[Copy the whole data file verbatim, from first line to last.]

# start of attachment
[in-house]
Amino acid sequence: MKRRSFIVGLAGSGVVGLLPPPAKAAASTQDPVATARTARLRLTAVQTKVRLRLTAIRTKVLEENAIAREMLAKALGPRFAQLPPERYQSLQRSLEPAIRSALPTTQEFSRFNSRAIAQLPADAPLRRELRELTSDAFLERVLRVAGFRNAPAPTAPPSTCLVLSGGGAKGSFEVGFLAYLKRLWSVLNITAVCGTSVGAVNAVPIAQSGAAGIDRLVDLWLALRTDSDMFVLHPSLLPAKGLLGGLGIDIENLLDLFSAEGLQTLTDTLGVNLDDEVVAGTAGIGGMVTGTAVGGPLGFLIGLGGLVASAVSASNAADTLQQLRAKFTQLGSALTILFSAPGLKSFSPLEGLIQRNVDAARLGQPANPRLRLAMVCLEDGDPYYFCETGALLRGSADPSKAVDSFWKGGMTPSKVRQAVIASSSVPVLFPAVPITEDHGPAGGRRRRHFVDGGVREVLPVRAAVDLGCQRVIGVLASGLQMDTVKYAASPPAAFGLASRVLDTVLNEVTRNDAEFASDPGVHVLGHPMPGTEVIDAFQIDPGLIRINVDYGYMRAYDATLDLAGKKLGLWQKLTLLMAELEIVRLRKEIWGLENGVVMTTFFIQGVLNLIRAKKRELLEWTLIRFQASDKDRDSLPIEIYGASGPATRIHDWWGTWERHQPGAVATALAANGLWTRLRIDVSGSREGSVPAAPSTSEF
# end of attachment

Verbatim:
[in-house]
Amino acid sequence: MKRRSFIVGLAGSGVVGLLPPPAKAAASTQDPVATARTARLRLTAVQTKVRLRLTAIRTKVLEENAIAREMLAKALGPRFAQLPPERYQSLQRSLEPAIRSALPTTQEFSRFNSRAIAQLPADAPLRRELRELTSDAFLERVLRVAGFRNAPAPTAPPSTCLVLSGGGAKGSFEVGFLAYLKRLWSVLNITAVCGTSVGAVNAVPIAQSGAAGIDRLVDLWLALRTDSDMFVLHPSLLPAKGLLGGLGIDIENLLDLFSAEGLQTLTDTLGVNLDDEVVAGTAGIGGMVTGTAVGGPLGFLIGLGGLVASAVSASNAADTLQQLRAKFTQLGSALTILFSAPGLKSFSPLEGLIQRNVDAARLGQPANPRLRLAMVCLEDGDPYYFCETGALLRGSADPSKAVDSFWKGGMTPSKVRQAVIASSSVPVLFPAVPITEDHGPAGGRRRRHFVDGGVREVLPVRAAVDLGCQRVIGVLASGLQMDTVKYAASPPAAFGLASRVLDTVLNEVTRNDAEFASDPGVHVLGHPMPGTEVIDAFQIDPGLIRINVDYGYMRAYDATLDLAGKKLGLWQKLTLLMAELEIVRLRKEIWGLENGVVMTTFFIQGVLNLIRAKKRELLEWTLIRFQASDKDRDSLPIEIYGASGPATRIHDWWGTWERHQPGAVATALAANGLWTRLRIDVSGSREGSVPAAPSTSEF